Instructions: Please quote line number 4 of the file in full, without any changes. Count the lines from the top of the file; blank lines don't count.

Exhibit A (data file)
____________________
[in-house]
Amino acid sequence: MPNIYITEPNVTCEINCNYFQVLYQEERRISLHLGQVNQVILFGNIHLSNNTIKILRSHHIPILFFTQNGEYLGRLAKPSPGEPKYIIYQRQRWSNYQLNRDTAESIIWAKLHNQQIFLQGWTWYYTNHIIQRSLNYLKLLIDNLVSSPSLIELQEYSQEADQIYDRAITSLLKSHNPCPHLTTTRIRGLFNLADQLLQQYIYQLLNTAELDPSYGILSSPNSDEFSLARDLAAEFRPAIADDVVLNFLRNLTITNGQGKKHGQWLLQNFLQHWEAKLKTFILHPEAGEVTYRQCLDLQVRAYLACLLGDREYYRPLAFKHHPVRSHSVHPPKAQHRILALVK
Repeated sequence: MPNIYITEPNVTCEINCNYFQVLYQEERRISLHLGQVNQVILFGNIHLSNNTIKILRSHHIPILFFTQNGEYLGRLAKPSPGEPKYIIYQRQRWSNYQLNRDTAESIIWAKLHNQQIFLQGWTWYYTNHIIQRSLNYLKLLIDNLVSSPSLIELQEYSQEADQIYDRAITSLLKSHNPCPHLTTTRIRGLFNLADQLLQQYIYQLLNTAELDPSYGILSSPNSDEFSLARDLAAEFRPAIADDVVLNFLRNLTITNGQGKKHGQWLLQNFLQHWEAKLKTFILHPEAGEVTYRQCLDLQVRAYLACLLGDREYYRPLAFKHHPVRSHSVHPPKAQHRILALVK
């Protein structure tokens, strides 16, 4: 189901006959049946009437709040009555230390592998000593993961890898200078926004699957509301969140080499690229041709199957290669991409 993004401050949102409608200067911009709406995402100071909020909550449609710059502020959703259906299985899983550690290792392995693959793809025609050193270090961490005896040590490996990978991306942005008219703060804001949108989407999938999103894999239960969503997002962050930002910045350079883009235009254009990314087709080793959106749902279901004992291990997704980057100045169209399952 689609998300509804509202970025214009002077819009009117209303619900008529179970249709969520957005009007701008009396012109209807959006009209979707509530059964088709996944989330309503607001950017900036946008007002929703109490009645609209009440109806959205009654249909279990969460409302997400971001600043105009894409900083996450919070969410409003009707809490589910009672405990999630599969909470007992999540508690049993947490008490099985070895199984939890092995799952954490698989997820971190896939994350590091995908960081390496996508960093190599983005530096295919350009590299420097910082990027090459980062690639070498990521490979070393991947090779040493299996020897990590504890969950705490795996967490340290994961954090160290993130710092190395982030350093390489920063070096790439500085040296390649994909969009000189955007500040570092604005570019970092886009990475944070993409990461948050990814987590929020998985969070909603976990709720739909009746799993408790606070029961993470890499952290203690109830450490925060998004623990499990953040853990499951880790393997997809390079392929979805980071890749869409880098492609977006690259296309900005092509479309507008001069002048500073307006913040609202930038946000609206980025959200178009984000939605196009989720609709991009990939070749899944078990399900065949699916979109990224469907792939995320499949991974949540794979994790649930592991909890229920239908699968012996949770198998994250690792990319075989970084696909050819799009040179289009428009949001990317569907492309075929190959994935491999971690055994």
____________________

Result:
């Protein structure tokens, strides 16, 4: 189901006959049946009437709040009555230390592998000593993961890898200078926004699957509301969140080499690229041709199957290669991409 993004401050949102409608200067911009709406995402100071909020909550449609710059502020959703259906299985899983550690290792392995693959793809025609050193270090961490005896040590490996990978991306942005008219703060804001949108989407999938999103894999239960969503997002962050930002910045350079883009235009254009990314087709080793959106749902279901004992291990997704980057100045169209399952 689609998300509804509202970025214009002077819009009117209303619900008529179970249709969520957005009007701008009396012109209807959006009209979707509530059964088709996944989330309503607001950017900036946008007002929703109490009645609209009440109806959205009654249909279990969460409302997400971001600043105009894409900083996450919070969410409003009707809490589910009672405990999630599969909470007992999540508690049993947490008490099985070895199984939890092995799952954490698989997820971190896939994350590091995908960081390496996508960093190599983005530096295919350009590299420097910082990027090459980062690639070498990521490979070393991947090779040493299996020897990590504890969950705490795996967490340290994961954090160290993130710092190395982030350093390489920063070096790439500085040296390649994909969009000189955007500040570092604005570019970092886009990475944070993409990461948050990814987590929020998985969070909603976990709720739909009746799993408790606070029961993470890499952290203690109830450490925060998004623990499990953040853990499951880790393997997809390079392929979805980071890749869409880098492609977006690259296309900005092509479309507008001069002048500073307006913040609202930038946000609206980025959200178009984000939605196009989720609709991009990939070749899944078990399900065949699916979109990224469907792939995320499949991974949540794979994790649930592991909890229920239908699968012996949770198998994250690792990319075989970084696909050819799009040179289009428009949001990317569907492309075929190959994935491999971690055994």